Perfection Cannot be Expected in a Semester that is Anything But
What I want to suggest, is not a policy change but an attitude change. We need to find a way, somehow, to be simultaneously stern about the rules and compassionate towards the rule-breakers.
By now, it is a familiar pattern. We watch a college reopen with hopeful apprehension only to witness them shutter weeks later with high cases of COVID-19. Too many students out partying. Not enough social distancing. The world looks on, shaking its head. Those gosh darned college kids, they say. Don't they understand that there is more to life than partying? Meanwhile, Furman University is devoting considerable effort to getting it through our thick, young skulls that the choice between staying on campus and being sent home is entirely up to us. Everyone must be a team player, they say —and sometimes, that means not tolerating those who are not.
After all, it is an unavoidable fact that if large gatherings occur, the disease will spread, people will get sick - maybe seriously ill - and we will all be scolded and sent home. Our community unquestionably has a collective obligation to do whatever it takes to prevent that from happening.
What I want to suggest, then, is not a policy change but an attitude change. We need to find a way, somehow, to be simultaneously stern about the rules and compassionate towards the rule-breakers. Policing ourselves is a necessary evil. Yet, a quick glance around social media shows that some people are way too gleeful about playing neighborhood nanny. Too many people seem to think punishing our fellow students is a positive thing for the community. It is not. We have peers who face suspension for trying to cut loose for a minute; that should never have to be seen as anything but unfair. We should not be telling each other sternly that “justice will be served” by sending the rule-breakers packing. Justice is not served in that outcome – not because the rules are unnecessary, but because the coronavirus follows no rules of justice.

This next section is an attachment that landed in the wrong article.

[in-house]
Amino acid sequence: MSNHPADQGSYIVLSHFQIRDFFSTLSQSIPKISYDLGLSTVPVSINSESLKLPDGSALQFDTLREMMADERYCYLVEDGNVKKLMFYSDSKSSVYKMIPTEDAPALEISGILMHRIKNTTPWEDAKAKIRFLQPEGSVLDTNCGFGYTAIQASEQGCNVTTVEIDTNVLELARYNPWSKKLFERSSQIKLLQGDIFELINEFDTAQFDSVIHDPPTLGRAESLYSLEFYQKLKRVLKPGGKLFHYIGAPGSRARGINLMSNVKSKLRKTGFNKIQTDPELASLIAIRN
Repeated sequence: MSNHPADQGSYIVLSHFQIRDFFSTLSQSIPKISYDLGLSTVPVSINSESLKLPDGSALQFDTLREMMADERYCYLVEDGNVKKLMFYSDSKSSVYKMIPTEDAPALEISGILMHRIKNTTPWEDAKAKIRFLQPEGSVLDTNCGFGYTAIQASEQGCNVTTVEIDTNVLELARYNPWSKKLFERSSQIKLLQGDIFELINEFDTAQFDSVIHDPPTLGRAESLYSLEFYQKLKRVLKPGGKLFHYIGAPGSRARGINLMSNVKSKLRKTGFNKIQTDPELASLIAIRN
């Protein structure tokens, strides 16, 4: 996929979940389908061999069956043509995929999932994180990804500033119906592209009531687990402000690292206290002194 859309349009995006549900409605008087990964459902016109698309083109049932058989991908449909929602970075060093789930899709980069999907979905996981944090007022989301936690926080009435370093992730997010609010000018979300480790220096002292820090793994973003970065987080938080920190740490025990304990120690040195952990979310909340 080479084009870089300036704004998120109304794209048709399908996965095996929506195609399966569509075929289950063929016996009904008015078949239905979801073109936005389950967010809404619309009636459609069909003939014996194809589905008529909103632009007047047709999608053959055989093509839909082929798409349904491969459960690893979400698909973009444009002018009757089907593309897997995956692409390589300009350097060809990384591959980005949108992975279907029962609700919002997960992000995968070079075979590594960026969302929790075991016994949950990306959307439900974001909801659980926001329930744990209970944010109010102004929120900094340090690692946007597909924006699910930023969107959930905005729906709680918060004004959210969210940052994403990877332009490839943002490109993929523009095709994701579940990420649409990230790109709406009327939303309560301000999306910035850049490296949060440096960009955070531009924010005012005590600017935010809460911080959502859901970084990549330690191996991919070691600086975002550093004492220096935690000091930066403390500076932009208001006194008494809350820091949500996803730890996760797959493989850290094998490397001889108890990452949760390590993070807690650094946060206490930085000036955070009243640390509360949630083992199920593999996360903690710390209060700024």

College is very different this year, but in one important respect it has not changed at all. Though I am currently 300 miles away from campus, I could never mistake this for summer break; the sudden influx of essays, term projects, and a few hundred pages of reading made clear when school began. In previous years, I used to go contra dancing every few weekends, which gave me something to look forward to during the long week. There were the apartment gatherings, Friendsgiving – practically a Furman tradition – Rabbit Fest and basketball games. This year, college is shaping up to be all work and none of the play. Can we really blame someone for slipping up?
We can, of course, and we must. Slipping up is understandable, but with lives on the line, "understandable” cannot mean “excusable.” In the meantime, there is no point in pretending the situation is anything but unfair. It simply is not fair that a bunch of 18- to 22-year-old's, gathered in a community for only four short years, should spend at least a quarter of that time forbidden to tear up a dance floor; watch a movie with friends; go to a football game; or make physical contact of any kind. We should acknowledge that fact. It is necessary – that much is plain – but it is not fair. There is an important difference there, and anyone who tries to say otherwise is letting the intoxicating power of LiveSafe anonymous reporting get to their head.